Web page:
“Why don’t they just go get it themselves?”

“The closer one travels to the dark matter halo beyond the galactic boundary, the more primeval the surrounding space becomes. These coordinates are so deep they represent a sector so primitive it is not conducive to the Nasebians. It would be dangerous for them to venture there. It was something even they had not expected when the first mission was sent.”

“Look, that’s all fine and good, but it doesn’t need to involve me. As you’ve repeatedly insinuated, there are quite a few others that represent your idea of command level much more than I do. Why are you wasting my time with this?”

“Does the name Millennia mean anything to you, Mr. Tarn?”

“No.”

“Mellennia is the Nasebian who is sponsoring this mission for us. Mellennia is also the Nasebian you interacted with on the Electra. Mellennia stipulated that only you can be the mission commander for this charter.”



“Oh, shit.”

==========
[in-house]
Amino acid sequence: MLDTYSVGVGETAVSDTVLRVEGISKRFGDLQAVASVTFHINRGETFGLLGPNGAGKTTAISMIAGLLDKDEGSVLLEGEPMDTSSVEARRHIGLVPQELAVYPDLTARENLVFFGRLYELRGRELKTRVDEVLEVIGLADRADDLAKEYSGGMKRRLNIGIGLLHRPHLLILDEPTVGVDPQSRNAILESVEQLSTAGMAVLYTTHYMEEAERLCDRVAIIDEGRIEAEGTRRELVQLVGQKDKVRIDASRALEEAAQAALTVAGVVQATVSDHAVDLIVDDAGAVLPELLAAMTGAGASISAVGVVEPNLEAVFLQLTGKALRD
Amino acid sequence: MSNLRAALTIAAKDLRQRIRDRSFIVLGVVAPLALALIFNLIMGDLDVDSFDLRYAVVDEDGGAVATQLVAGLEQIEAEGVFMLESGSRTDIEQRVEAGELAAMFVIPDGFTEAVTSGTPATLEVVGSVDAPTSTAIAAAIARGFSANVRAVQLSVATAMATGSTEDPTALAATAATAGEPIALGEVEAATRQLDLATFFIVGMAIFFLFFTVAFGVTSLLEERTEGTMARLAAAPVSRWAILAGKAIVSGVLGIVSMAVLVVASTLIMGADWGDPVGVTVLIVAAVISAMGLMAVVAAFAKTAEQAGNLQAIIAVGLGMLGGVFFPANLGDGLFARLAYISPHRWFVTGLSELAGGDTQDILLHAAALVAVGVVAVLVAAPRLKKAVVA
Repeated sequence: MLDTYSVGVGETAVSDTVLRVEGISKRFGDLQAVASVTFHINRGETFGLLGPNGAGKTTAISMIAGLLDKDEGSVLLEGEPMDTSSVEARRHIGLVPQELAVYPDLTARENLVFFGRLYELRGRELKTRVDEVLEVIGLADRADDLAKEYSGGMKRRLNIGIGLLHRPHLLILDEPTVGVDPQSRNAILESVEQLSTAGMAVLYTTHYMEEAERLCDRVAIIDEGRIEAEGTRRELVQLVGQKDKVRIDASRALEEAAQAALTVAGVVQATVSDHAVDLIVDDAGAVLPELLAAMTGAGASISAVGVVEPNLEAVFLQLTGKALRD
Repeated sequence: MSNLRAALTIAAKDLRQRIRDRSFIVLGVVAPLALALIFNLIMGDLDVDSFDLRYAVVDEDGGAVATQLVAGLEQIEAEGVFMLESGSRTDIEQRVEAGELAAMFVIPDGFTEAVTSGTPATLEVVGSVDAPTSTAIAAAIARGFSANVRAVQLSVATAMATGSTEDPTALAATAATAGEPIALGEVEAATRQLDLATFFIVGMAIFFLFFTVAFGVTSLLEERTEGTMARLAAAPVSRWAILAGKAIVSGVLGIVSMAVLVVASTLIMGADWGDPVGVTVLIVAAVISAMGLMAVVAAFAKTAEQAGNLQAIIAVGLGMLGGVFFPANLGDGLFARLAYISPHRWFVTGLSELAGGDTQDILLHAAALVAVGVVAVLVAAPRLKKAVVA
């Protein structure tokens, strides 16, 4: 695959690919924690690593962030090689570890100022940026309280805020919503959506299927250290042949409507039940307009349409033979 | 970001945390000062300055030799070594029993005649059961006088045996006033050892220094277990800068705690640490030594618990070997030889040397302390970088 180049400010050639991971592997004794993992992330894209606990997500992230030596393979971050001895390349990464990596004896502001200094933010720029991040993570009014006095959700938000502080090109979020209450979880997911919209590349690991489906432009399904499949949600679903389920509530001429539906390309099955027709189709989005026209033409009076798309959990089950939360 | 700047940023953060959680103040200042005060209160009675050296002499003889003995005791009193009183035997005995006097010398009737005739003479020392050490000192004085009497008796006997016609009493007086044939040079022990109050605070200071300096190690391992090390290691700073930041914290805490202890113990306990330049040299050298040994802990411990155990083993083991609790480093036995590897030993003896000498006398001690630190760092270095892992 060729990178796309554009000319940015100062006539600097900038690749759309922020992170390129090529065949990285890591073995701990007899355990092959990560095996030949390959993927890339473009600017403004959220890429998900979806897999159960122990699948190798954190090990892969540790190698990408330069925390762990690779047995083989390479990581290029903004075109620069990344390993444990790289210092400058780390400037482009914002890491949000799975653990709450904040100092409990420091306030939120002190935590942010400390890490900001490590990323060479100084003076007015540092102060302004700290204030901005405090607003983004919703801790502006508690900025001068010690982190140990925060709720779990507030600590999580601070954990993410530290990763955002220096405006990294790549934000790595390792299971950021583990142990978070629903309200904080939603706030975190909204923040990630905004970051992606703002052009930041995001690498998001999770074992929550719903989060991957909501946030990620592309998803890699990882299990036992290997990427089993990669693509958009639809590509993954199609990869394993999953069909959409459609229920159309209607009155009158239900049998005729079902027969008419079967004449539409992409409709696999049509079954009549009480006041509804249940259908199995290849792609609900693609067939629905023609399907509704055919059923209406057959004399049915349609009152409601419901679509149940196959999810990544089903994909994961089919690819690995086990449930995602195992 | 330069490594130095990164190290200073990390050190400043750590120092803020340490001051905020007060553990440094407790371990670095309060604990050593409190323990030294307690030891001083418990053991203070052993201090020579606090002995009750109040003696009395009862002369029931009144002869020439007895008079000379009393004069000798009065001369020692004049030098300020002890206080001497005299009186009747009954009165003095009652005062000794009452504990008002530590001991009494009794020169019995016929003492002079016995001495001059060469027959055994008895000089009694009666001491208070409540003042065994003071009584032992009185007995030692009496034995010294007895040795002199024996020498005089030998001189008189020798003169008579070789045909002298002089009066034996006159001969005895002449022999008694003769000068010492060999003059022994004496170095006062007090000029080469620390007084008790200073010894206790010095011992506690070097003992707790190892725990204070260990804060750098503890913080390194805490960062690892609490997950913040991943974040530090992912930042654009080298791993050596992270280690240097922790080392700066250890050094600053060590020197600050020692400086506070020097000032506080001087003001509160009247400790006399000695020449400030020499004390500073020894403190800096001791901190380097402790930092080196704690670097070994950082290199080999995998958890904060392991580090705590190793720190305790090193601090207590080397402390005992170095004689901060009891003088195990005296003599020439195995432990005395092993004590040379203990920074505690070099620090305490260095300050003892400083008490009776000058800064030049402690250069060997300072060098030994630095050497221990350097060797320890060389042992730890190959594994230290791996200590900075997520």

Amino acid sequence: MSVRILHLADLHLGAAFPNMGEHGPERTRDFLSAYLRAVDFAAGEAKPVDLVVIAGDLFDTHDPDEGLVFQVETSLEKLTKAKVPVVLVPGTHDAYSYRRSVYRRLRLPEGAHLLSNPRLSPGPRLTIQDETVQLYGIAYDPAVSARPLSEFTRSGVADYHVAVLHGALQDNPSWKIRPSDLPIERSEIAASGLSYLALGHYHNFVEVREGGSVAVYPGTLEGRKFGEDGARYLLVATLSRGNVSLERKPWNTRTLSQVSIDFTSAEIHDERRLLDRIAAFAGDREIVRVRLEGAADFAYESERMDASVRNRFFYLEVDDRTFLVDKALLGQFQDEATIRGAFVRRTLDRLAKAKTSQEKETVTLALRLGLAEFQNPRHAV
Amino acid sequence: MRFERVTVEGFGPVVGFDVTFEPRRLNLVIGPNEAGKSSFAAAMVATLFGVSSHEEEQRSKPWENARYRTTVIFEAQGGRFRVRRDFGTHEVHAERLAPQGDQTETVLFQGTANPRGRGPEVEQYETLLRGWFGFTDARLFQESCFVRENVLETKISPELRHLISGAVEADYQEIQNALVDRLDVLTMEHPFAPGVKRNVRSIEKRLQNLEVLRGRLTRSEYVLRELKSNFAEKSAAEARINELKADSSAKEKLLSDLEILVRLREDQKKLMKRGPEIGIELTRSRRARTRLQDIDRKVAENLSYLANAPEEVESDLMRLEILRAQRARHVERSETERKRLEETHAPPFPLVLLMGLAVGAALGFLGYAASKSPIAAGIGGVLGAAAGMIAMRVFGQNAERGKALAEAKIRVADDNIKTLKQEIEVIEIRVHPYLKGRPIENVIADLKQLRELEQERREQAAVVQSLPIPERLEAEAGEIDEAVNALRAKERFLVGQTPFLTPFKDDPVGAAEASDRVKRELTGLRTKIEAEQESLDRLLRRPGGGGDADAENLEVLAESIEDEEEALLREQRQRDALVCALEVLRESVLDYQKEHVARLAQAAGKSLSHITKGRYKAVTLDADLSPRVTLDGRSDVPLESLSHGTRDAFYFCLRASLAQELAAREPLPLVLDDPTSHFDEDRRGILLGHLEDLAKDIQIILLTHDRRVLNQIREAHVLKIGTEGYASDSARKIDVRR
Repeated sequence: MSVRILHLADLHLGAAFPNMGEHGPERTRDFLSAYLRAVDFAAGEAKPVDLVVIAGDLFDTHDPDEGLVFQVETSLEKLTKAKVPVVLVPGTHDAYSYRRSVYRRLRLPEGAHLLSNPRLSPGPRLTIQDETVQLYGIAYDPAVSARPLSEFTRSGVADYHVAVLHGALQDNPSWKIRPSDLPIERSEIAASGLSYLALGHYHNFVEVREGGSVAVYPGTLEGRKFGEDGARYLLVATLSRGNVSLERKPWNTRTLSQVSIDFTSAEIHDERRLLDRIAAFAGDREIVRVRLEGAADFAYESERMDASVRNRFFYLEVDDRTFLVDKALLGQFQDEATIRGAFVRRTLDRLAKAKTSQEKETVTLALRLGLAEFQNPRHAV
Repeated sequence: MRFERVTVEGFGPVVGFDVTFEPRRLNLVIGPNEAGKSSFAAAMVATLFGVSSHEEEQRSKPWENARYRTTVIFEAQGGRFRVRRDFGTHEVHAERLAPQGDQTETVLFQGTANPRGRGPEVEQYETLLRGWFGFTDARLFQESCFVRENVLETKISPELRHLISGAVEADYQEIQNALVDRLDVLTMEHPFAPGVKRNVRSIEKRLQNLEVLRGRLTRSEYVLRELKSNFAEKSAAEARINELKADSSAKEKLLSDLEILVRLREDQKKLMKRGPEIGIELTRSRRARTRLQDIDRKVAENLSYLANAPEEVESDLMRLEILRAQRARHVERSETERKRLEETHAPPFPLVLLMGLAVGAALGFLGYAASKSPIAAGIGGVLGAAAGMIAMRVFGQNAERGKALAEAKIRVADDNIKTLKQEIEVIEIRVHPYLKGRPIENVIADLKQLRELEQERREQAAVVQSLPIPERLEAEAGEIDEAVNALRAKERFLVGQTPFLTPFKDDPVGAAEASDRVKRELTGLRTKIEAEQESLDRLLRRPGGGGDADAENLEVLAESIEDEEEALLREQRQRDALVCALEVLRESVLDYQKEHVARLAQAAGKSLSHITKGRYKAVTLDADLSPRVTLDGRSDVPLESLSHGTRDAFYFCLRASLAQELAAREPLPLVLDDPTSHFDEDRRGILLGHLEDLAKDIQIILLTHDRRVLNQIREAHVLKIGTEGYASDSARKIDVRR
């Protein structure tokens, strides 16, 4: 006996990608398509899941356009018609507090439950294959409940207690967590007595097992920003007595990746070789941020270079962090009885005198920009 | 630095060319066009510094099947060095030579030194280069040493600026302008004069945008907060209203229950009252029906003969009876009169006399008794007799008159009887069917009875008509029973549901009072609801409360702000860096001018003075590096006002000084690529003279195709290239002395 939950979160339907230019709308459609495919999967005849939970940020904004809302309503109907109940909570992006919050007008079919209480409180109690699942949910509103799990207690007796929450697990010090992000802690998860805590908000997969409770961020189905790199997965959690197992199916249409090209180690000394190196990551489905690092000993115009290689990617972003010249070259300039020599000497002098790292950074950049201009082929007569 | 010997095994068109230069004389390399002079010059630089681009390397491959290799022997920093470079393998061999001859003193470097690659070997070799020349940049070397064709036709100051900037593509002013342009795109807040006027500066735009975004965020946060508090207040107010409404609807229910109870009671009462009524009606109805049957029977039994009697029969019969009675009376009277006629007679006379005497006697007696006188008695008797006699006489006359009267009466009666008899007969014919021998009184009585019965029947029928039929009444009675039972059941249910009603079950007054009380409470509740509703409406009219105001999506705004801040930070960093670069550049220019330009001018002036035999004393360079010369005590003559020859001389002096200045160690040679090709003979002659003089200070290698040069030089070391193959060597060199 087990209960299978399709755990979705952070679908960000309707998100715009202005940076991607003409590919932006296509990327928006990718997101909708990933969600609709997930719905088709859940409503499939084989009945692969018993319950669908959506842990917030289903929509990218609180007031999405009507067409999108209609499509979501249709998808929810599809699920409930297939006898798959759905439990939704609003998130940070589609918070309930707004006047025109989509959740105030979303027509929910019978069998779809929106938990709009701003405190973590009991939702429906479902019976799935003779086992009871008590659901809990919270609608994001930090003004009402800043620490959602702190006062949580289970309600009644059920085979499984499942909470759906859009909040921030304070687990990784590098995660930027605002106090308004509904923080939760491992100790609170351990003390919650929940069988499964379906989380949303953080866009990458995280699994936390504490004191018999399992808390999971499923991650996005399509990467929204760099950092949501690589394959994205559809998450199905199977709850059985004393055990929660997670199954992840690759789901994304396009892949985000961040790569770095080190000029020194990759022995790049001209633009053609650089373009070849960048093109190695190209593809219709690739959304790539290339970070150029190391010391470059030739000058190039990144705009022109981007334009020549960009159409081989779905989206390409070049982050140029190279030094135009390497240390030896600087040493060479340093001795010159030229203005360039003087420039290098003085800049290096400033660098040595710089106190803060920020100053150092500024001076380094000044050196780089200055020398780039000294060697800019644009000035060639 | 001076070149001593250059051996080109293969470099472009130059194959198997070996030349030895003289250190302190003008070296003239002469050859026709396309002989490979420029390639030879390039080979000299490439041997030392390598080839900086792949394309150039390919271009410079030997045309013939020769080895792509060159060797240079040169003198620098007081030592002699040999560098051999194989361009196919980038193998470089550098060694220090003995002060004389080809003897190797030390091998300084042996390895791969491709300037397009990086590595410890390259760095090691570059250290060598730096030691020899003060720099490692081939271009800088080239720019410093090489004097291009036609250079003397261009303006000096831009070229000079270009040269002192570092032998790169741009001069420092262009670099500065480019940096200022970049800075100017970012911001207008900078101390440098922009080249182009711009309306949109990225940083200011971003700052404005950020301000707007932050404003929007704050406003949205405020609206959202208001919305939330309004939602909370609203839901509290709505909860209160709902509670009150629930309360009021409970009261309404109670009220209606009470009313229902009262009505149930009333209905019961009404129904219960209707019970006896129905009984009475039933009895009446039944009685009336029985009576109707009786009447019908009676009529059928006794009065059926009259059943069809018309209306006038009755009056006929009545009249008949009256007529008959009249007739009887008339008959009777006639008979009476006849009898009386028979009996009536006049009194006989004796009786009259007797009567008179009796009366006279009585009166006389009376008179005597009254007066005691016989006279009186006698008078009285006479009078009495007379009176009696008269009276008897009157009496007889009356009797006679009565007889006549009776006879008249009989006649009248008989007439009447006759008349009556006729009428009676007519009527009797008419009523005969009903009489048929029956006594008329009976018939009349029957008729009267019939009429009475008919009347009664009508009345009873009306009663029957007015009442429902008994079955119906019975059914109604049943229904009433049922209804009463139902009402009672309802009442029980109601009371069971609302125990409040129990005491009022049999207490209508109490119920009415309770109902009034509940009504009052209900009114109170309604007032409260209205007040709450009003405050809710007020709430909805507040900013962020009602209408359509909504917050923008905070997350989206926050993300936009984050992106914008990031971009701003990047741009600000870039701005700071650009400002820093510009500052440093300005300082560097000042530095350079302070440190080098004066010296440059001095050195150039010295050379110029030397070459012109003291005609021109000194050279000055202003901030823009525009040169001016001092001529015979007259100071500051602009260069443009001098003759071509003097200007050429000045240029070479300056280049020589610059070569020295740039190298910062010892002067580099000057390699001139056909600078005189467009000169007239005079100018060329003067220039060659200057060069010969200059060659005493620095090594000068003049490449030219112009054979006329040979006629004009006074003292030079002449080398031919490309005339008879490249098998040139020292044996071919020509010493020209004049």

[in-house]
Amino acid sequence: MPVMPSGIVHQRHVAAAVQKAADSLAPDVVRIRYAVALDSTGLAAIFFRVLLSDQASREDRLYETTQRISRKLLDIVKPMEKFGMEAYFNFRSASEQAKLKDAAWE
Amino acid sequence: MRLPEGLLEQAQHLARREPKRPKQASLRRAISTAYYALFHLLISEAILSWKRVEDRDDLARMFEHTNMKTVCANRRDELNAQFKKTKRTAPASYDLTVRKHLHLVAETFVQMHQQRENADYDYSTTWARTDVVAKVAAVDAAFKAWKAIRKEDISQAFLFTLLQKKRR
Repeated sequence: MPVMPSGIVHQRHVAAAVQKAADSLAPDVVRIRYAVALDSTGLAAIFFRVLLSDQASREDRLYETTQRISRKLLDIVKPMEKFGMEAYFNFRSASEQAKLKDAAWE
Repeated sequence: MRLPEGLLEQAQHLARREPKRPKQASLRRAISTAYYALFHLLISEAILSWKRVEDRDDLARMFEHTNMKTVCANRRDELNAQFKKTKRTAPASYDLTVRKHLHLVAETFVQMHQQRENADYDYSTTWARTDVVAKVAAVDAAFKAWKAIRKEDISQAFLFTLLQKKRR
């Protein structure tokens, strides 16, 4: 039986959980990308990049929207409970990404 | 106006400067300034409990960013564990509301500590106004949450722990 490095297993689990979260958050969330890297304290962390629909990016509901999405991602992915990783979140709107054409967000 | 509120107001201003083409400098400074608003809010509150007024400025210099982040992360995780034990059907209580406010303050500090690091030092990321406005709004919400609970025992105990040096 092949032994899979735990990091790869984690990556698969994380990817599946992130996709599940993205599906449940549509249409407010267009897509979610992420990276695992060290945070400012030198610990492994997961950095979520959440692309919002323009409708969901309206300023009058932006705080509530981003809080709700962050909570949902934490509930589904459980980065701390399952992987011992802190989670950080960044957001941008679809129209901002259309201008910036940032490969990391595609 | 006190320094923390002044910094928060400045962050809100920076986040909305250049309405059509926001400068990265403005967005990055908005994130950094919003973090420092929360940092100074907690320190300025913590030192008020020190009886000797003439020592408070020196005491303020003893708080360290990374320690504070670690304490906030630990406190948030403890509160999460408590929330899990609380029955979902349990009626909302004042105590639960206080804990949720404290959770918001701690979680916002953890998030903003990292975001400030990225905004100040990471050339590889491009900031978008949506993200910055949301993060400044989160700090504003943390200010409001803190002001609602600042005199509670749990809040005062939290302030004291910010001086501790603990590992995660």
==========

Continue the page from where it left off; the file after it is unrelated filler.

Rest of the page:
The little twerp bent his head down and coughed out a quiet laugh, having known all along it was his ace in the hole. He gathered his tablet and tucked it into its holder, then piled it atop his briefcase. He sat back with a look of placid satisfaction. “Apparently the Nasebians have been looking a very long time for just the right person to lead this mission. It had to be someone with just the right amount of intelligence combined with foolhardiness. I made that last part up myself, but it’s basically a good translation, and it pleases me to say it. Our initial meetings took place six months ago. A month later, the Nasebian representative showed up with some engineers from a species unknown to us. They took possession of the Griffin. It was gone for three months and came back with the new engines and some other accessories. That’s how sure they were that you’d accept. They did all that before allowing us to contact you.”